NEW YORK (Legal Newsline) – A class action lawsuit filed against Harry &David LLC is part of a growing trend of litigation related to the amount of
actual product contained in consumer packaging, according to the executive director
The class action case filed by lead plaintiff Bria Brown of
Queens, New York, alleges that Harry and David misrepresented the volume of Moose
Munch Popcorn in its packaging. To fill the packaging void, Brown alleges that
the company uses non-functional slack fill.
“Non-functional slack fill class-action lawsuits have been
gaining in popularity,” truthinadvertising.org Executive Director Bonnie Patten
told Legal Newsline. “Unnecessary
discrepancies between the size of container and the amount of contents can not
only impact a seller’s credibility with consumers, but also lead to a multitude
of legal entanglements.”
Because of those discrepancies, Patten said use of
non-functional slack fill “should be avoided at all costs.”
According to the complaint filed Feb. 10 in the U.S.
District Court for the Southern District of New York, Brown and other members
of the class were tricked into buying Moose Munch in a package that contained
less actual popcorn than expected.
The plaintiffs allege that the company purposefully used
non-transparent packaging to hide how much Moose Munch was in each package.
Specifically, Brown alleges that the 10-ounce packages of
Moose Munch Popcorn’s milk chocolate, dark chocolate, classic caramel and
cinnamon maple pecan varieties “are sold in non-transparent cylindrical
cardboard boxes and marketed extensively throughout the United States,” according
to the lawsuit.
The plaintiffs also allege that the cardboard boxes that
house sealed, transparent packages of Moose Munch are not necessary and are
used to keep consumers from knowing how much popcorn they are getting.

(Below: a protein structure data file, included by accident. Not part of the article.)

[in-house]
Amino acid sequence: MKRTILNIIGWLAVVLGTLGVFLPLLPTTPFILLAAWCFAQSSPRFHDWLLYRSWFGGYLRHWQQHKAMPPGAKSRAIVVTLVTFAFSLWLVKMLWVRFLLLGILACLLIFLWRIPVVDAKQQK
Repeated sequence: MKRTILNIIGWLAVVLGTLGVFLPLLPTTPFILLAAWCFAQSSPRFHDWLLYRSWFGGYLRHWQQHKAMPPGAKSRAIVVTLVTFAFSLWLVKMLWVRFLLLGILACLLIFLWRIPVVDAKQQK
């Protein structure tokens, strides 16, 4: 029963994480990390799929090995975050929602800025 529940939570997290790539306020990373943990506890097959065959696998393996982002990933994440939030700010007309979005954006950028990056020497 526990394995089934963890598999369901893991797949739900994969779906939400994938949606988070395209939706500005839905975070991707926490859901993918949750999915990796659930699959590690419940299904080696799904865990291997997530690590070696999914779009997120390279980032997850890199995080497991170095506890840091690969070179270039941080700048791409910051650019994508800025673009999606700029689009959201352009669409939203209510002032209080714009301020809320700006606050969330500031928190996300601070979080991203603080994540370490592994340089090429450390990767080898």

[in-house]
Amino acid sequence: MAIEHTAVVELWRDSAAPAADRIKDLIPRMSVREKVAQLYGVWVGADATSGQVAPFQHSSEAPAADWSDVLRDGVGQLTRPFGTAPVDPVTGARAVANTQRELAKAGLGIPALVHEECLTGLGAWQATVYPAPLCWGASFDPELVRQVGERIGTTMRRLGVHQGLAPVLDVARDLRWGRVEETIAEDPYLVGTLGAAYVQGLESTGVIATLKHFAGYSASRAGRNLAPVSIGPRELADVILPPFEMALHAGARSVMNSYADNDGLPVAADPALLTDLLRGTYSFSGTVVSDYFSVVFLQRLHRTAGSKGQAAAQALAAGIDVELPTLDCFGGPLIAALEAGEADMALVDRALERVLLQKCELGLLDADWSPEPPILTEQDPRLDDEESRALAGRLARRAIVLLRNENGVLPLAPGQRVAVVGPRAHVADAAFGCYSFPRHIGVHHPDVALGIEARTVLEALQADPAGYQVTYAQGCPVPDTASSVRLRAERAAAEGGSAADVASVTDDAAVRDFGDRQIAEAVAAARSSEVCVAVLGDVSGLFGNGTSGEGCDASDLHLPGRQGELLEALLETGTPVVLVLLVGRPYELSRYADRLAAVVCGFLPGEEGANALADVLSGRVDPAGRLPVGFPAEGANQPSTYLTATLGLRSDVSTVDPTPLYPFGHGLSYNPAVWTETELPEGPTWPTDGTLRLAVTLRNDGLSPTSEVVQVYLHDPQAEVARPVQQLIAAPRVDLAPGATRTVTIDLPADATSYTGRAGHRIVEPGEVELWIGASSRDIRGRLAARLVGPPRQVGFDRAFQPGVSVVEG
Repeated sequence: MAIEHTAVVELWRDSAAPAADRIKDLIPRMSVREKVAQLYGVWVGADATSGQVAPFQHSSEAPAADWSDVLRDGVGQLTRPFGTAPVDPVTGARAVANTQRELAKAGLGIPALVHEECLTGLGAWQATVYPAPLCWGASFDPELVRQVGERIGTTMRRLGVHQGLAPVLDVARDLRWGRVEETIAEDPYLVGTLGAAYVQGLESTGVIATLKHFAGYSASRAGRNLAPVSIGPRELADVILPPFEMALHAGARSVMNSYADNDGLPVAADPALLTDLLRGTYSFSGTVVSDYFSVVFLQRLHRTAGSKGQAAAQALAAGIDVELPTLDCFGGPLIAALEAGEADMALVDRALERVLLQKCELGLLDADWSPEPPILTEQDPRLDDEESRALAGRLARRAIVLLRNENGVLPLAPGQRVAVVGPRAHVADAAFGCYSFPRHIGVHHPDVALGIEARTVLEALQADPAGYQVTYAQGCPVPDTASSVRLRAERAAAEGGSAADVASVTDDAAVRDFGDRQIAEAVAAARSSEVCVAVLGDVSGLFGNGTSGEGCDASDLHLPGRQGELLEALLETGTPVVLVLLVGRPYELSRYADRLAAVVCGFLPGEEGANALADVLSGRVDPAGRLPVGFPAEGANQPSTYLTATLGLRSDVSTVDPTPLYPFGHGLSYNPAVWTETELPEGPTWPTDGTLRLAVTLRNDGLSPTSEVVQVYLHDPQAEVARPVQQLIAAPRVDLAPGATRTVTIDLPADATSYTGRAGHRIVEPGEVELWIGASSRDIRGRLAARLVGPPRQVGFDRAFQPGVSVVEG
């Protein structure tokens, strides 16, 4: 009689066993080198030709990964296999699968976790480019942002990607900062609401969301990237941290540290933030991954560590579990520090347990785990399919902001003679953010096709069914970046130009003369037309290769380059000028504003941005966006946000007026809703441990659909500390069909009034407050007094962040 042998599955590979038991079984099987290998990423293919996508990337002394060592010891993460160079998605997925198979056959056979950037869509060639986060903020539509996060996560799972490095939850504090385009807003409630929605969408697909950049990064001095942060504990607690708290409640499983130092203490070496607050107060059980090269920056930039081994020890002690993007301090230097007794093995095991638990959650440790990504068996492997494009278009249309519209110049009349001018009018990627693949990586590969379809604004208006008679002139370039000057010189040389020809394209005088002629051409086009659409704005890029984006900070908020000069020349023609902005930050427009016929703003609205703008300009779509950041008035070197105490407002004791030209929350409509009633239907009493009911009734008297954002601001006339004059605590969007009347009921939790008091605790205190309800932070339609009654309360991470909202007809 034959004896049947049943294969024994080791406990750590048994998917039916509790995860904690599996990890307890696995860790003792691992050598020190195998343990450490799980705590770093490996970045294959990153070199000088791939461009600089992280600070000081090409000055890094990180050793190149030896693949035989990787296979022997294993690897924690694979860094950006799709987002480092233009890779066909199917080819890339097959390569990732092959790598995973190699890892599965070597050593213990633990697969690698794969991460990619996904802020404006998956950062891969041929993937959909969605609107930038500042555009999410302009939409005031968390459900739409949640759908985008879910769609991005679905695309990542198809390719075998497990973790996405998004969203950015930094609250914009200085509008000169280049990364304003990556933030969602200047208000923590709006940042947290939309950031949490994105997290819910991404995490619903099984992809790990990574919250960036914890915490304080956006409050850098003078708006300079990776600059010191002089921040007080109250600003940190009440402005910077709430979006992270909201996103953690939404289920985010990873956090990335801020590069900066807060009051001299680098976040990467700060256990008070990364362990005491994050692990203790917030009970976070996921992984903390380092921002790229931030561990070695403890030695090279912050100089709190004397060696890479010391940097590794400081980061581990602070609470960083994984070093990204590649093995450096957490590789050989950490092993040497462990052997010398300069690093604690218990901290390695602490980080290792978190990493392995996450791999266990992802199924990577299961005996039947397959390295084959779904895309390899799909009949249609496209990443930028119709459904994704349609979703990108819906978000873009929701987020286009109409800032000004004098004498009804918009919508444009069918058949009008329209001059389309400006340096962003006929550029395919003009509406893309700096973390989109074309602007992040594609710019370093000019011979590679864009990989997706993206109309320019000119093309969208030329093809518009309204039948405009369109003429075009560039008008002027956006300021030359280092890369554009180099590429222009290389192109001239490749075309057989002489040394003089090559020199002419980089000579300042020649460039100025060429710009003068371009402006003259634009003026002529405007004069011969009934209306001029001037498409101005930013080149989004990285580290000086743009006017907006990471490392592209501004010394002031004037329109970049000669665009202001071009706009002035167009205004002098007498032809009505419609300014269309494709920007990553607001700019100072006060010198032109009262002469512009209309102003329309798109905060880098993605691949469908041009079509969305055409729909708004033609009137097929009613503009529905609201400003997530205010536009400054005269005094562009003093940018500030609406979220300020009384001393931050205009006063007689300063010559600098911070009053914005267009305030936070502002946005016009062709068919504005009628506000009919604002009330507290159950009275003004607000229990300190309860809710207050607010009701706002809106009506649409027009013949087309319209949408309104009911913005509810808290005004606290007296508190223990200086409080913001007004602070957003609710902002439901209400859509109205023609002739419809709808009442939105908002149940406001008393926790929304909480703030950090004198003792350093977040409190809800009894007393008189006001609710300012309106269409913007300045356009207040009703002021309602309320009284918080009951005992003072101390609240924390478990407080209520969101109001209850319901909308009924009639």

The lawsuit claims the use of non-functional slack fill
violates the Federal Food Drug & Cosmetic Act, the Code of Federal
Regulations and New York state laws prohibiting the sale of misbranded food.
slack fill is permissible, non-functional slack fill that is not visible to
consumers through the packaging can be used as a deceptive marketing tactic to
lure consumers into purchasing an item based in whole or in part on a faulty
impression that they are getting more of the product than is actually the case,”
As a result of this deception, Patten said consumers are
In addition, Patten said this is not Harry & David’s
first time dealing with packaging-related litigation.
“In February 2012, California entered into a stipulated
judgment with Harry & David, which concerned, among other things,
non-functional slack fill,” she said.
In the California judgment, Patten said Harry & David
was fined $213,175, but that amount was suspended in accordance with the
company’s bankruptcy filing after it had paid $21,317.50 of the fine.
The California judgment also imposed an injunction
prohibiting Harry & David from “selling or distributing any product that
contained non-functional slack fill unless consumers could fully view the
contents of the package,” according to Patten.
Plaintiffs attorney C.K. Lee declined to comment on the
lawsuit. Harry & David did not respond to requests for comment.